Flatwoven and Kilim Rugs

A kilim rug refers to a flatwoven rug, which means there is no pile. Our vintage kilim rugs are all handwoven, available in every size and color, and sourced across Turkey and Morocco. Carefully curated and made of high-quality wool and cotton. To complement these vintage finds, this collection also includes flatwoven rugs designed by our studio and made by artisan partners in small batches using traditional techniques.

Kilim Rugs

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More about Flatwoven and Kilim Rugs

What is a Kilim Rug?

Kilim rugs are flatwoven rugs, which mean they don't have any pile. Their weft is almost always wool, and their warp is typically either wool or cotton. Kilim rugs are considered a rug-lover's rug, because you can see the intricacies of their weave more closely. Another word for kilim is flatweave, which can be used widely across all flatwoven rugs, whereas technically kilim rugs are traditionally produced in Turkey, Morocco, and the former Persian empire. The word "kilim" is said to be of Turkish origin, but it is also said by some to originate from the Arabic "kalam", which means speaking or talking. We're fond of this poetry, as it represents the voice of the weavers that sings through their art.

How to Decorate with Kilim Rugs?

The most important part of decorating with kilim rugs is technically invisible: the rug pad. With kilims it's even more important that you invest in a rug pad, because kilim rugs tend to be extra slippery across smooth floors of wood or concrete. Additionally, kilim rugs are thinner, which means you'll want a bit of extra cushion that a rug pad provides underneath it to protect the rug and your floor.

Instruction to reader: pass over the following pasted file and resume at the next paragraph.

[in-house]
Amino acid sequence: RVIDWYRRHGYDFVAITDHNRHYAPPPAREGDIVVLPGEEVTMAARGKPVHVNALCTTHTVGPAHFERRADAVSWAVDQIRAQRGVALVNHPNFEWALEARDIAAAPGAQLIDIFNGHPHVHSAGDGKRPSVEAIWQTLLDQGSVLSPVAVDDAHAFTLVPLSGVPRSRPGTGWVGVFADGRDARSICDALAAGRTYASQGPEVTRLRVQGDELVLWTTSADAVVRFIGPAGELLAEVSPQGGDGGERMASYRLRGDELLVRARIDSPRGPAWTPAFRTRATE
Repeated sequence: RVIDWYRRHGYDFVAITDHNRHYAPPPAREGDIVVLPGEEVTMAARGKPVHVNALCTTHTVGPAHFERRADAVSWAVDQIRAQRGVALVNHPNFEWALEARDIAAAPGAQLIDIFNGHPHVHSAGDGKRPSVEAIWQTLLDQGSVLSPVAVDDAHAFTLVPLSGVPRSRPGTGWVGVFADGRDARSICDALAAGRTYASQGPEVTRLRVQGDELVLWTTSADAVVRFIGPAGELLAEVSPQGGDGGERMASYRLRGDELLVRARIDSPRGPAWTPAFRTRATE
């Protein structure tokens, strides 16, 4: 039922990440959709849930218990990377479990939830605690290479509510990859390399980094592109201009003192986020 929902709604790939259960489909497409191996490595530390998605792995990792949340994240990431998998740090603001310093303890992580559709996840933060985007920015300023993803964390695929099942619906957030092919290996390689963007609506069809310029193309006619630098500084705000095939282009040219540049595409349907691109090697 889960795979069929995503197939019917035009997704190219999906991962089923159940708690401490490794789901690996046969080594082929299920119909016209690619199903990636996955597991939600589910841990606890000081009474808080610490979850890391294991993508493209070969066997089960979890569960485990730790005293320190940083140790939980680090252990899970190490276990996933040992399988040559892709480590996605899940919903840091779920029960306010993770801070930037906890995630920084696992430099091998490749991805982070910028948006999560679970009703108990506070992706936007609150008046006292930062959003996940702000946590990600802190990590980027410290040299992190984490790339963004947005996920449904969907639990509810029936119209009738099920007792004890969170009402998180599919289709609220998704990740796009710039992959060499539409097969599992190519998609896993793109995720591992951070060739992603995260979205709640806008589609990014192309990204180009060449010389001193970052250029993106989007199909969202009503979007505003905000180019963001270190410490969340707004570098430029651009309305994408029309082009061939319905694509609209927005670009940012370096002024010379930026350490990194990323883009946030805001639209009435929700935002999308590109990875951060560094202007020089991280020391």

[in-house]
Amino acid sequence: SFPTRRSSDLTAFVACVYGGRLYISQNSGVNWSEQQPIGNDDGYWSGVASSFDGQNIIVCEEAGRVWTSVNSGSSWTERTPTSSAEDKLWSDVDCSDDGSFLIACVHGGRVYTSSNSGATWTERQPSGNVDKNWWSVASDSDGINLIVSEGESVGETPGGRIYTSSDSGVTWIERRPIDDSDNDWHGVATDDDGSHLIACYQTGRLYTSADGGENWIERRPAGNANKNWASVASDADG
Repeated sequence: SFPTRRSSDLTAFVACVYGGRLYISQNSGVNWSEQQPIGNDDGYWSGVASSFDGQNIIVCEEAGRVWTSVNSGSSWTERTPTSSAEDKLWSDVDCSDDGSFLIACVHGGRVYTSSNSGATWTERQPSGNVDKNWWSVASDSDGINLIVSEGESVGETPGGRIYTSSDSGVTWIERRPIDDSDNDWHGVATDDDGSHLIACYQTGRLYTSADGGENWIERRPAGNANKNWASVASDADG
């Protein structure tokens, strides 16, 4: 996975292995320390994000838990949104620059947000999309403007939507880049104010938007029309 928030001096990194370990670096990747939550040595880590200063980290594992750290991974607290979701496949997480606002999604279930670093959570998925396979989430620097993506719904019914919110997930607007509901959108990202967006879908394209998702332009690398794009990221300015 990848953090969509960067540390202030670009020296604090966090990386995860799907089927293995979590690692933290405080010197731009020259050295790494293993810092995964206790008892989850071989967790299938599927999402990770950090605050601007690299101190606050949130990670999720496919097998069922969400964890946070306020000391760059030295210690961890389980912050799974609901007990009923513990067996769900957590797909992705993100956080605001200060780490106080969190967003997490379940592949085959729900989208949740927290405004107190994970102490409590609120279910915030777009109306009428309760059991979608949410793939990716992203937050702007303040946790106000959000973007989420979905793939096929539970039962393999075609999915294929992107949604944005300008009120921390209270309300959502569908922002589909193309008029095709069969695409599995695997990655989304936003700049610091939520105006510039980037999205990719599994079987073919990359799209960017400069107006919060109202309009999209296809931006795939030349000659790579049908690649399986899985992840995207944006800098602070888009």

How to Clean Kilim Rugs?

Routine care and maintenance for kilim rugs is generally the same as hand-knotted rugs. Vacuum your kilim rug with a non-rotary vacuum once or twice a month to remove dirt and grime, or take it outside and give it a few good shakes. Too much vacuuming can wear down the knots and fibers more quickly. Every few months, flip your kilim rug over and vacuum the back to get the grit out of the foundation of the rug. It also helps to rotate your rug once a year to ensure even wear over time. However, if you spill something, the rules actually become very different. For kilim rugs, blot the spill until it is dry, but do not add liquid. Consult an Oriental rug specialist immediately for cleaning. Adding liquid can make it harder to remove stains, and can even extend them further. This is because moisture travels along the fiber, so in rugs with horizontal fibers (like flatweaves), it can get trapped.

Our Favorite Rugs

We have a lot of favorite rugs here at Revival, but there are some types of rugs we come back to again and again. Jute rugs, for instance, for their color, texture, and strength, and their easy flexibility. Plus, jute is an eco-conscious crop, so these rugs are good for the planet. We also love washable rugs: our Recess collection of rugs is designed to be thrown in the washing machine. Runners (sometimes you’ll hear people call these “runner rugs”) are probably our most favorite size of rugs: thanks to their slimmer size, you can put them everywhere—and they’re more affordable, too.